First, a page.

Your main character can be grateful when life is going well, even temporarily. Holly appreciates. The air smells like earth after rain. The sunset is the color of her favorite scarf. She thinks how lucky she is. The reader is happy to be in her company. She doesn’t think, I suppose this is just the beginning of another drought. Good things never last, and a sunset that beautiful means something bad is about to happen. Ugh! Let me out of this character’s head.
You can think of real people you like and what you like about them and insert their qualities into your main characters. Alice is completely dependable. Zelda thinks the best of everyone. Barry has the most astonishing insights. And so on. There are many ways for people and characters to please us.
It may be more difficult to show your main’s good sides than a secondary character’s. For example, if Holly tells Barry about a problem and he gets it instantly and shows it to Holly in a new way, she can think, How perceptive he is, and the reader will like Barry better - and Holly for noticing. But she can’t advise Barry about his problem and then think, How perceptive I am, without coming off as boastful and unlikable.
Not that a main character always has to be likable. For example, the main character, Titus, in M. T. Anderson’s young-adult novel Feed (middle school and up, I’d guess) is not likable, not to me anyway. I pitied him, felt for his limited life, and wished futilely that his world would change - and couldn’t put the book down. He’s not even interesting; he’s utterly shallow, which may be the point of the book. In this terrible world, no one can rise above circumstance to develop depth.
The characters in Christopher Buckley’s Thank You for Smoking (high school and up) are not admirable, but I laughed my way to the end. And is Hamlet likable? I’m not sure. He’s terrible to Ophelia and also to her father, Polonius, and yet we feel for him. Few people walk out in the middle of the play.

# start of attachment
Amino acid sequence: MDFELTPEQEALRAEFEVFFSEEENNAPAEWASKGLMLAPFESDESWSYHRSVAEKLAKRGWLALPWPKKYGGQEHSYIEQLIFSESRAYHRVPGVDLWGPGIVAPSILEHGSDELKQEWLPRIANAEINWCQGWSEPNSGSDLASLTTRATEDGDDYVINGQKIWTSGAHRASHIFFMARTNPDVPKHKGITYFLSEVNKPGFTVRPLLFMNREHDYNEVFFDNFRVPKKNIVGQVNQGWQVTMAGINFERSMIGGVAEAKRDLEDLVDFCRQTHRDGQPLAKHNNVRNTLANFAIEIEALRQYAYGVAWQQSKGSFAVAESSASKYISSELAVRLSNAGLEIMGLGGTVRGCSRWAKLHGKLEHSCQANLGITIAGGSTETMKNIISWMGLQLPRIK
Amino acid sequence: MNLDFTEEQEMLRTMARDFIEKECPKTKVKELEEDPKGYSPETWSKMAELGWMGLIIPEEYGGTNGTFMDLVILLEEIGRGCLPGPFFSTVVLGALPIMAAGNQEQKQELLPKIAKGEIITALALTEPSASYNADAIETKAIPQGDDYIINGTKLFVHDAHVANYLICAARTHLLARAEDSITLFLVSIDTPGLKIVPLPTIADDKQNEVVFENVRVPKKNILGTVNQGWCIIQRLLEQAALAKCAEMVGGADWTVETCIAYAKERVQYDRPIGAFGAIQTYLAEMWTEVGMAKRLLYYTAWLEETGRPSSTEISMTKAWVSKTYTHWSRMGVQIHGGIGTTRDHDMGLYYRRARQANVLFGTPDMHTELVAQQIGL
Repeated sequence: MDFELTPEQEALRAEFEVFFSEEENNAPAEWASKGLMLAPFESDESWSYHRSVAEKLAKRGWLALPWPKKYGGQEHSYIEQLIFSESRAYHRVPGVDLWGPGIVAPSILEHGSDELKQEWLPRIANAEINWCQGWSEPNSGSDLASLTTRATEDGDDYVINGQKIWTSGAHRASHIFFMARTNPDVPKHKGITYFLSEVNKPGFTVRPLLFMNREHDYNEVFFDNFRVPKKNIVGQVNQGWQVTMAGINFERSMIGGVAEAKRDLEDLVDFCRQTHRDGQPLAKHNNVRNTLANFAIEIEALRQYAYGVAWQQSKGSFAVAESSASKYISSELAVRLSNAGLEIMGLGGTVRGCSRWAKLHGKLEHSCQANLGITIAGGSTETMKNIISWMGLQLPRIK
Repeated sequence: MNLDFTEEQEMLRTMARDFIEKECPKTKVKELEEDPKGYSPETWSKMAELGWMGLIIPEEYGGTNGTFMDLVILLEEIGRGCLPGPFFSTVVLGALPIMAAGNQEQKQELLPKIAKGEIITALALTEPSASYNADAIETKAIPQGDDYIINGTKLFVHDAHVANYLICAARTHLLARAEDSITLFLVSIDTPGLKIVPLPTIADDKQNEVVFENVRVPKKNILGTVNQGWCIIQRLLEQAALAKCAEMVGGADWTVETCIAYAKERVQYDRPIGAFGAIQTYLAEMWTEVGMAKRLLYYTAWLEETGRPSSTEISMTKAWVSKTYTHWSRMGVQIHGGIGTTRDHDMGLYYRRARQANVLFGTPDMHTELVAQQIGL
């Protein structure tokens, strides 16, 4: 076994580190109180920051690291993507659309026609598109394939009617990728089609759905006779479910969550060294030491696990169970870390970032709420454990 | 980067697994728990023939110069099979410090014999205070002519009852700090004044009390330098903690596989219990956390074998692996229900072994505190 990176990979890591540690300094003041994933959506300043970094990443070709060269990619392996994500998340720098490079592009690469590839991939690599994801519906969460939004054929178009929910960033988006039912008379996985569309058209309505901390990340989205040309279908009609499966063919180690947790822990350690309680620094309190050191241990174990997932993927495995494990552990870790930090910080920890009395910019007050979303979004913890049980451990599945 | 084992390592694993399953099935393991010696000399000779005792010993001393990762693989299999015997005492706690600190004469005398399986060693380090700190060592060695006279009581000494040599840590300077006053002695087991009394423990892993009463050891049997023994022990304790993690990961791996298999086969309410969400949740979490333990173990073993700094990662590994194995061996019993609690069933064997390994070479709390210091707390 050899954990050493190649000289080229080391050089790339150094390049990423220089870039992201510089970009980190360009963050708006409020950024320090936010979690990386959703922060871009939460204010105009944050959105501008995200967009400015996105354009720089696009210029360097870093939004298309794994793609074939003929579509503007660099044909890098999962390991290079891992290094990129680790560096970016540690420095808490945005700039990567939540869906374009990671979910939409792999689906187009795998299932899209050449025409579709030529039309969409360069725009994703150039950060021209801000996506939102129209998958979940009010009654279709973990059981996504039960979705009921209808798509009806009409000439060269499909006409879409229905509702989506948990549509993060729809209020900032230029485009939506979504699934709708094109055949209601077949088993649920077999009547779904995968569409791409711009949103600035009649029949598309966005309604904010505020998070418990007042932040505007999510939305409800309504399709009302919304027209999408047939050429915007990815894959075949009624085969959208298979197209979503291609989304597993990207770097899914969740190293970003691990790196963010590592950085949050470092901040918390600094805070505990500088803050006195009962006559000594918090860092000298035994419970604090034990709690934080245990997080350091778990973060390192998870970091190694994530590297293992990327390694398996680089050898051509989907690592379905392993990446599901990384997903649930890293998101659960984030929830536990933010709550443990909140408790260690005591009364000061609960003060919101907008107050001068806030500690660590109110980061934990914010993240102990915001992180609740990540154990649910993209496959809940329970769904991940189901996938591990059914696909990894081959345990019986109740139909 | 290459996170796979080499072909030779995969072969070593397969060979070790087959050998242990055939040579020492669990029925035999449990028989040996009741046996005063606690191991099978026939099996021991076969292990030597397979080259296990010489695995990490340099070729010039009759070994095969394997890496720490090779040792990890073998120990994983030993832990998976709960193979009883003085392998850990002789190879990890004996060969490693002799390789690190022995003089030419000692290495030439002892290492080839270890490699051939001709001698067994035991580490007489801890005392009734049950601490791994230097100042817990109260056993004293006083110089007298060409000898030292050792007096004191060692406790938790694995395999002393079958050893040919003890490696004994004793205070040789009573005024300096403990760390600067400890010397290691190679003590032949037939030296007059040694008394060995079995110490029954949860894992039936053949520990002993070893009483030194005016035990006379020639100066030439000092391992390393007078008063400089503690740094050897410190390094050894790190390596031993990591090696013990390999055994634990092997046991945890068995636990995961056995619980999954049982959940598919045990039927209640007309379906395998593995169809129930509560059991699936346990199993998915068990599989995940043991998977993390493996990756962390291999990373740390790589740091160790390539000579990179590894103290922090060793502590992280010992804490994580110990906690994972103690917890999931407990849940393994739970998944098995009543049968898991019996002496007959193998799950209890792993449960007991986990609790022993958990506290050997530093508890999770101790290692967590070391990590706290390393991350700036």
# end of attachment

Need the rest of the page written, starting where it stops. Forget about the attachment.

As for secondary characters, go ahead and make them lovable, as many as you like, in my opinion. You may need bad characters for tension, but you can still populate your pages with charmers. In Ella Enchanted, Mandy is a delight, and her delightfulness doesn’t lessen Ella’s appeal. Adorable secondary characters may even help your main be more adorable himself. In life we sometimes judge people by their friends. I’ve doubted people who seemed nice but whose friends made me uncomfortable. You may have had the same experience. And I may trust someone more if I like her friends. Besides, it can be enjoyable to travel through a book in pleasant company - not always possible; it depends on the story.
Here are three prompts:
• Your main character Yvette is popular. She’s with several of her friends at a school function. An odd, unpopular boy is there, too, and Yvette goes out of her way to be cruel to him. Write the scene and make Yvette sympathetic even while she’s behaving badly.
• Four friends are hiking together. Make each one likable in a different way.
• Same friends, same hike. They run out of trail mix. One sprains an ankle. Rain starts to fall. Camp is still three miles off. Make them all deteriorate into annoying people. Create a crisis and bring them back to likable.
Have fun, and save what you write!